opinionBy Nick K'oyoo
THE celebrations that accompany every new year are as misplaced as they come, particularly if we continue to do everything in the same old ways. Hence my new year's wish list for East Africa and East Africans in 2013.
We may continue to play politics, for politics is a game of numbers and politicians generally think about the next elections and not the next generation.The best gift East Africans politicians from Nairobi to Bujumbura, Kigali to Kampala and Dar es Salaam to Juba would give East Africans would be statesmanship. Statesmanship is not easy on many of our politicians because they live for now and not tomorrow.
Our politics is dominated by what is in it for me today and not what we can do to make tomorrow a better place for our great grand children and theirs.An example of a statesman would be Mwalimu Julius Kambarage Nyerere, a man who selflessly tried and shaped a nation that today we pride in as Tanzania. This breed of politician, selfless, inspirational, morally upright and desiring of nothing but the best for the nation and the continent, is rare. Many shall mouth his name but few can hold a candle to him.
The contest over resources that is an impediment to harmonization of the East African Community is yet another area in which our wish list goes. There is no denying that each of the five EAC countries has something unique they bring to the table.To those who believe they are the only ones with a unique brand and product, I say relax, even the beggar brings variety to life since after all no one says we all have to be equal.
Indeed and in fact, there is, more that East Africans have in common than the differences that we are proud to bandy around with abandon as reasons why we should keep everyone to their confines. Remember that before the colonialist drew boundaries, we were essentially one swathe of land, unrestricted by borders. Recall too that the Nyamwezi of Tanzania are close relations of the Maragoli in Kenya and share many common words in the languages.
The Rift Valley from South Sudan and beyond to the North and all the way through Longido, Manyara to Mbeya all the way to Zambia and Mozambique, places the majestic Serengeti into the same magical topography that includes the Masai Mara in Kenya, and to the west is the Ruwenzori deep into Rwanda and Congo.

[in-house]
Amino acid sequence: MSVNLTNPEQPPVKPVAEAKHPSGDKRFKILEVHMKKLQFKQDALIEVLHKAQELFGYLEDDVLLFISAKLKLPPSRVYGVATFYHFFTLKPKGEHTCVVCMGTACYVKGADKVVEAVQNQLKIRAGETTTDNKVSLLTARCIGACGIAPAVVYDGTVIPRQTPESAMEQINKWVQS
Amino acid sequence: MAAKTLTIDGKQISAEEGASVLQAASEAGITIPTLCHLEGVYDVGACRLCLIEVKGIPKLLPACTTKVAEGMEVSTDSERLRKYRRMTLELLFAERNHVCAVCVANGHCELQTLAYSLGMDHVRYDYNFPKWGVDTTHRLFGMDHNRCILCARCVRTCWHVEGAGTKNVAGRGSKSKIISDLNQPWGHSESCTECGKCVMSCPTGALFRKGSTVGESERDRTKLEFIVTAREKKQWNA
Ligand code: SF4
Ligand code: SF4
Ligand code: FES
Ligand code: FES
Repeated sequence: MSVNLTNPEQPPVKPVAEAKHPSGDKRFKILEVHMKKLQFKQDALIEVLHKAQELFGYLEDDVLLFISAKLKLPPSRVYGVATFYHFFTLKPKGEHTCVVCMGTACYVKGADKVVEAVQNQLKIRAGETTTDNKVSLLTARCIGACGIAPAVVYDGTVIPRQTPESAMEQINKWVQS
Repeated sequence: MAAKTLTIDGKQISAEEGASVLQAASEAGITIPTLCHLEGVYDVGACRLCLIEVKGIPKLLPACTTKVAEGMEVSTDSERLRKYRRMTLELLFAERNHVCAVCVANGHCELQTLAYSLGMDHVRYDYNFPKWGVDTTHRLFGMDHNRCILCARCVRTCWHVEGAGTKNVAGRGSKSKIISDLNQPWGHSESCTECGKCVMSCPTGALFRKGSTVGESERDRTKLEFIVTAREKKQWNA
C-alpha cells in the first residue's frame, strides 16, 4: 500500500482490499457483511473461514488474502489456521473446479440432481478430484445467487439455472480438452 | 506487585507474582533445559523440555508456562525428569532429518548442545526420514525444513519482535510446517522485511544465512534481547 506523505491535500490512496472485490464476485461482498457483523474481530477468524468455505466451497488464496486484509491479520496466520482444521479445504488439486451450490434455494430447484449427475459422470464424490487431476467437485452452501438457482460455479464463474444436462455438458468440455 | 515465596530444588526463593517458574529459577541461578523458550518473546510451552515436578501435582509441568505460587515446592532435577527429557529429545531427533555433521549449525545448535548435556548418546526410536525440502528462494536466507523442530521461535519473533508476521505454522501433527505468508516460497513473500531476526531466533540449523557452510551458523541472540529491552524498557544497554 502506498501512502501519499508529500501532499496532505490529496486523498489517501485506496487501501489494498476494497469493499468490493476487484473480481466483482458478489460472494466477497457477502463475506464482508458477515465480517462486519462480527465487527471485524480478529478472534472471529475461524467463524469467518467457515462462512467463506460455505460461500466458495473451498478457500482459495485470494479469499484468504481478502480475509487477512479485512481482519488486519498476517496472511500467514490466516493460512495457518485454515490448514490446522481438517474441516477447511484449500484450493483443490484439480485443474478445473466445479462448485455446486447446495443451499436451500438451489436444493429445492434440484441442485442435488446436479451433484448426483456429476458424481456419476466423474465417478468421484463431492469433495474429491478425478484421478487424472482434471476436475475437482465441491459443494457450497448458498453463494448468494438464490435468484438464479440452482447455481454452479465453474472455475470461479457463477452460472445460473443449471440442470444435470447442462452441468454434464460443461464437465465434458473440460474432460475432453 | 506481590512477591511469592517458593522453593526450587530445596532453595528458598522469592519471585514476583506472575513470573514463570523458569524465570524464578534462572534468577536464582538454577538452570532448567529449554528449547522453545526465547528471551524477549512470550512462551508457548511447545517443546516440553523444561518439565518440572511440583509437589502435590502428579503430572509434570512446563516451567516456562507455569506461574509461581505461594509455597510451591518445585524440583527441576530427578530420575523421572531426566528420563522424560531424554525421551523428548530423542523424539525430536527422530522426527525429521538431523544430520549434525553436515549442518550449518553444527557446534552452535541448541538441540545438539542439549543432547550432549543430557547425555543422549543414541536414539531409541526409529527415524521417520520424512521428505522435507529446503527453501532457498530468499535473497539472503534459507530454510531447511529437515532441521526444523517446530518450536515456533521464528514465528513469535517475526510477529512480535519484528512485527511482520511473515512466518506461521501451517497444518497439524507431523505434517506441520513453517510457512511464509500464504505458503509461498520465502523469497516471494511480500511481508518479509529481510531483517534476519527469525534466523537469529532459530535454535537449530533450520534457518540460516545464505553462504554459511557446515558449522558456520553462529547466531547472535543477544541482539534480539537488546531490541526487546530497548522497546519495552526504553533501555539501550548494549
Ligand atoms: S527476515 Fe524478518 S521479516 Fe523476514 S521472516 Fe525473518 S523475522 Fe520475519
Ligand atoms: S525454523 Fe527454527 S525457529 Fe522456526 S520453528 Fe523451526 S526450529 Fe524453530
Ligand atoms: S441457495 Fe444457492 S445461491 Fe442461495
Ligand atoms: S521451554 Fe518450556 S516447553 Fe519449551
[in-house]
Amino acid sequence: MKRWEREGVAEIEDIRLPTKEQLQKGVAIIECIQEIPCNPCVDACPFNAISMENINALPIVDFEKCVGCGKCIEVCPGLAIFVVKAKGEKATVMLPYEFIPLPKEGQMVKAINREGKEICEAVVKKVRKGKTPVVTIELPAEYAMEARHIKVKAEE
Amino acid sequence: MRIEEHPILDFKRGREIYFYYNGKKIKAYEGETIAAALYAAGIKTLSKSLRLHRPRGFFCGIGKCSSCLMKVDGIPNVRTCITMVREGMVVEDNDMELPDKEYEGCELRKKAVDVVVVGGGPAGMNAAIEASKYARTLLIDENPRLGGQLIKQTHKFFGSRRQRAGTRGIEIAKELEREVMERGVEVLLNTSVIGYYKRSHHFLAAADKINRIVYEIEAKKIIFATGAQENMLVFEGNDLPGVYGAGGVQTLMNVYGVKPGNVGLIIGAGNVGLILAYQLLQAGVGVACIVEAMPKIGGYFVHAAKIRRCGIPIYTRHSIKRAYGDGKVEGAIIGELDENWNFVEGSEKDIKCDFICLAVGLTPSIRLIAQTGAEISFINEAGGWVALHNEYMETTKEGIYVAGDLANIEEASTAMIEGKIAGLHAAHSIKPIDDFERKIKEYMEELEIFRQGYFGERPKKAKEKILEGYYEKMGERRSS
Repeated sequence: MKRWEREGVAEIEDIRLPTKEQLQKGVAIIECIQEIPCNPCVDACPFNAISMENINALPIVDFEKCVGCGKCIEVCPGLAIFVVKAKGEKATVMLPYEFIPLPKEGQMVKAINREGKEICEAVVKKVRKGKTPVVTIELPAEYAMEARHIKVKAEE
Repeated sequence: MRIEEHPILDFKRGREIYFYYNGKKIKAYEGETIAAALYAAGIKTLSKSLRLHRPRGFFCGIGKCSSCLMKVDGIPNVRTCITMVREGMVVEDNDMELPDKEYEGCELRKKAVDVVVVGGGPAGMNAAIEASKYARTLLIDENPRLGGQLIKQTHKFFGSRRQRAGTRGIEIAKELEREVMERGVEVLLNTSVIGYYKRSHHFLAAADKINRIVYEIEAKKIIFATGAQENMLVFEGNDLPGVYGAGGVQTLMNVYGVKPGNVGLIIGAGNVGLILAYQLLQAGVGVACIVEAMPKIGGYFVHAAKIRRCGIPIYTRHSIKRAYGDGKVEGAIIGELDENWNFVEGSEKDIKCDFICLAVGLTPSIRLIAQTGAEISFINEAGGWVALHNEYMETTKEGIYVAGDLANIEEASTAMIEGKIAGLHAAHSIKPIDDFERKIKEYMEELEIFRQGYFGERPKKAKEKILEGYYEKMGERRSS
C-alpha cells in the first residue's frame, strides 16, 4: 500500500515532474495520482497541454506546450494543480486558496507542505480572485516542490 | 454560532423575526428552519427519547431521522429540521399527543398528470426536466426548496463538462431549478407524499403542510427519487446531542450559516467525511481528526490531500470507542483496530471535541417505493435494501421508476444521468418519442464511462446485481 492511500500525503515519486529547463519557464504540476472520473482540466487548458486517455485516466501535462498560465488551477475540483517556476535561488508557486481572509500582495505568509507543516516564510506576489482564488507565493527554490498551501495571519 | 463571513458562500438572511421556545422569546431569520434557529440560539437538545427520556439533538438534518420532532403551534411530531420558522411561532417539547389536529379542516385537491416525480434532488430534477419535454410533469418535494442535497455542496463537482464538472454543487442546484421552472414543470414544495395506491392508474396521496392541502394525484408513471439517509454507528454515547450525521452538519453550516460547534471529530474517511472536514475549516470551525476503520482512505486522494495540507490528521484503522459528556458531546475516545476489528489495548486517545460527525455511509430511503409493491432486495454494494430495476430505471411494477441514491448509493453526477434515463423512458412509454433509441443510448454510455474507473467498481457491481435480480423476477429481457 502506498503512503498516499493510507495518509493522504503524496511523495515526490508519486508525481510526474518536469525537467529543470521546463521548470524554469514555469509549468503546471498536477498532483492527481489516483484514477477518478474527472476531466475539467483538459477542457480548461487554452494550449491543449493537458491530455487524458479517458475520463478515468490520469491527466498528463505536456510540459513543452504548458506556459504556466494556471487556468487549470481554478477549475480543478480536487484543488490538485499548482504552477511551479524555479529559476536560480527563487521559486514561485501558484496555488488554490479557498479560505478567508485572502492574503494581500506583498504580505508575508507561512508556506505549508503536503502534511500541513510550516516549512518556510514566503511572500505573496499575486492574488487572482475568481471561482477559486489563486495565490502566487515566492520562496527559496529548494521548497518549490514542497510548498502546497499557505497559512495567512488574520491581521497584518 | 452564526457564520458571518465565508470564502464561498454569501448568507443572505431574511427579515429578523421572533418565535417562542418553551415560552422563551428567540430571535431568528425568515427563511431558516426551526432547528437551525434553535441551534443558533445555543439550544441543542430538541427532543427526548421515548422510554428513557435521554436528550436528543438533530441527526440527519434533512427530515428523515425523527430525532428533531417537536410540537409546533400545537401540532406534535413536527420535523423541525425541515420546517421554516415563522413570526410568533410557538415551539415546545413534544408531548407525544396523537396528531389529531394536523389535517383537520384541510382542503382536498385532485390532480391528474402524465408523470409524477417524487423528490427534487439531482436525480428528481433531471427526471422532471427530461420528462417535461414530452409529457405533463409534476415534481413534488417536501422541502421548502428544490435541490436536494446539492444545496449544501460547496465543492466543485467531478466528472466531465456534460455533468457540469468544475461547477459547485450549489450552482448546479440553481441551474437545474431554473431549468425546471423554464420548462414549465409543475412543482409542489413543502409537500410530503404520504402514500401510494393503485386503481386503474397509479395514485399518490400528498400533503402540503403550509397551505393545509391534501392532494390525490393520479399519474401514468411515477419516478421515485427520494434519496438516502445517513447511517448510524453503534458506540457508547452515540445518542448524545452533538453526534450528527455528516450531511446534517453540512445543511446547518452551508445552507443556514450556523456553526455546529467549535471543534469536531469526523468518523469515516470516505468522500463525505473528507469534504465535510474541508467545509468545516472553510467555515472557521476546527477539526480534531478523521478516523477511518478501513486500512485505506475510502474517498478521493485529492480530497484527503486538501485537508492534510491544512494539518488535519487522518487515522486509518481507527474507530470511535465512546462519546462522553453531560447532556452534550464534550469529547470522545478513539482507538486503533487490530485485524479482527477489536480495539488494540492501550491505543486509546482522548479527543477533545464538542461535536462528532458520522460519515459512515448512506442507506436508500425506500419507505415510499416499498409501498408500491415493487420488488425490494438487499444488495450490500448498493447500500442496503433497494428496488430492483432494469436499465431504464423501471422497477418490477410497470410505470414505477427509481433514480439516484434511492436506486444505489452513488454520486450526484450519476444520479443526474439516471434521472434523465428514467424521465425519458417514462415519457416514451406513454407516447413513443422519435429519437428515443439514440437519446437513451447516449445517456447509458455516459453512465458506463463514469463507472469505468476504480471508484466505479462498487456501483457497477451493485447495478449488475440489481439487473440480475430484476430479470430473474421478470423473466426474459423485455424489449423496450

This belt is rich in topography and geology as well as fauna that defies restriction to within confines of individual borders. It makes more sense that East Africa manages this heritage as a shared resource rather than individual resources that God saw to reward us with.
Take the recent discoveries of oil and gas, the former, in Kenya and Uganda and, the latter in Tanzania in exploitable quantities. These resources are deep in the ground and as exemplified by the differences with Malawi over exploration in Lake Tanganyika, such resources can be a blessing, handled right or an outright curse.
Statesmen will look for arbitration in the best possible way to find common ground. The politician will promise us that our army is ready and we shall not cede any ground, now tell me how we can negotiate with such hardliners sitting at the table, negotiators who are looking at the next vote not the next hope of generations to come.
Kenya has just appointed its 1st ever chief of police under the title of Inspector General of Police (IGP) David Kimaiyo. One may say so what? The significance of this appointment to East Africans is that for the first time ever in East Africa an IGP or chief of police being interviewed openly and members of the public allowed to comment on his suitability or otherwise for the role is such a huge step in the security of the nation and its people that we can't fail to wish it on the rest of East Africa.
One of the weaknesses of having politicians appoint the head of security forces particularly the police force has been the inability to combat crime, inclusive of blue collar crime otherwise called corruption perpetrated by politicians and senior government officials.It was inconceivable that in a network that includes members of the same party where the head of state appoints ministers and IGP, the latter can dare arrest a minister.
It is inconceivable but an independently appointed IGP whose appointment cannot be revoked by the President knows that he can do whatever it takes to stop runway crime, corruption, insecurity, drugs trade and trafficking many of these crimes which only happen because the perpetrators work in cahoots with government and political leaders.
IGP Kimaiyo's appointment is our last wish to East Africa that in the next few years all IGPs shall be appointees of the public serving interest of the people rather than of governments of the day. Truly independent and sadly for politicians beyond their clutches to control and manipulate.